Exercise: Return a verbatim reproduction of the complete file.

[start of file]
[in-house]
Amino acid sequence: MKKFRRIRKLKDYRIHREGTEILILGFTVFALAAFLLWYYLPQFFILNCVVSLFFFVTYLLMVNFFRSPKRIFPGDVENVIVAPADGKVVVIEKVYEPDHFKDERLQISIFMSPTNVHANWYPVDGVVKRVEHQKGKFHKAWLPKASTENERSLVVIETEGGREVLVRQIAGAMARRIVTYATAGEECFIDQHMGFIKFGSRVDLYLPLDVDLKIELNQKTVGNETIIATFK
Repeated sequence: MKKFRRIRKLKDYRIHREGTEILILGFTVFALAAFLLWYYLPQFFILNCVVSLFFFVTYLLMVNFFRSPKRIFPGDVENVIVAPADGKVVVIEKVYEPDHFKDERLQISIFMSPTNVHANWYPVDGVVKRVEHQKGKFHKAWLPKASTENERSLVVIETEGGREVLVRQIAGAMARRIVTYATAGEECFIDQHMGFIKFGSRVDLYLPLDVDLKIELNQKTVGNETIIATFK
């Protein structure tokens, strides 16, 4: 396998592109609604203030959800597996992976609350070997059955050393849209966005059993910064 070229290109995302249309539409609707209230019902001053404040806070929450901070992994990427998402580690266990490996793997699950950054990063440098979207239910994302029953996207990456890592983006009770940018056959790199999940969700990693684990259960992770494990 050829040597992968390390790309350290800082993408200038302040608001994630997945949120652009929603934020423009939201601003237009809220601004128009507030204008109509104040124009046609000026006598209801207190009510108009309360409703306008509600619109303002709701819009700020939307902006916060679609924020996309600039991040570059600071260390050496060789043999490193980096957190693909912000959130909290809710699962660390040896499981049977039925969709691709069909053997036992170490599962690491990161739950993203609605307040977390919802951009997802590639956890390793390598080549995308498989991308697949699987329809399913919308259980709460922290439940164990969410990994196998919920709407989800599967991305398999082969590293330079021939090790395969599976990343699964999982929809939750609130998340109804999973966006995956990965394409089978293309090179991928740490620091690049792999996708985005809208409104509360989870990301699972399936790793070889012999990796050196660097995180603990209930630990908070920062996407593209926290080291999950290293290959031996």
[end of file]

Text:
[in-house]
Amino acid sequence: MKKFRRIRKLKDYRIHREGTEILILGFTVFALAAFLLWYYLPQFFILNCVVSLFFFVTYLLMVNFFRSPKRIFPGDVENVIVAPADGKVVVIEKVYEPDHFKDERLQISIFMSPTNVHANWYPVDGVVKRVEHQKGKFHKAWLPKASTENERSLVVIETEGGREVLVRQIAGAMARRIVTYATAGEECFIDQHMGFIKFGSRVDLYLPLDVDLKIELNQKTVGNETIIATFK
Repeated sequence: MKKFRRIRKLKDYRIHREGTEILILGFTVFALAAFLLWYYLPQFFILNCVVSLFFFVTYLLMVNFFRSPKRIFPGDVENVIVAPADGKVVVIEKVYEPDHFKDERLQISIFMSPTNVHANWYPVDGVVKRVEHQKGKFHKAWLPKASTENERSLVVIETEGGREVLVRQIAGAMARRIVTYATAGEECFIDQHMGFIKFGSRVDLYLPLDVDLKIELNQKTVGNETIIATFK
């Protein structure tokens, strides 16, 4: 396998592109609604203030959800597996992976609350070997059955050393849209966005059993910064 070229290109995302249309539409609707209230019902001053404040806070929450901070992994990427998402580690266990490996793997699950950054990063440098979207239910994302029953996207990456890592983006009770940018056959790199999940969700990693684990259960992770494990 050829040597992968390390790309350290800082993408200038302040608001994630997945949120652009929603934020423009939201601003237009809220601004128009507030204008109509104040124009046609000026006598209801207190009510108009309360409703306008509600619109303002709701819009700020939307902006916060679609924020996309600039991040570059600071260390050496060789043999490193980096957190693909912000959130909290809710699962660390040896499981049977039925969709691709069909053997036992170490599962690491990161739950993203609605307040977390919802951009997802590639956890390793390598080549995308498989991308697949699987329809399913919308259980709460922290439940164990969410990994196998919920709407989800599967991305398999082969590293330079021939090790395969599976990343699964999982929809939750609130998340109804999973966006995956990965394409089978293309090179991928740490620091690049792999996708985005809208409104509360989870990301699972399936790793070889012999990796050196660097995180603990209930630990908070920062996407593209926290080291999950290293290959031996």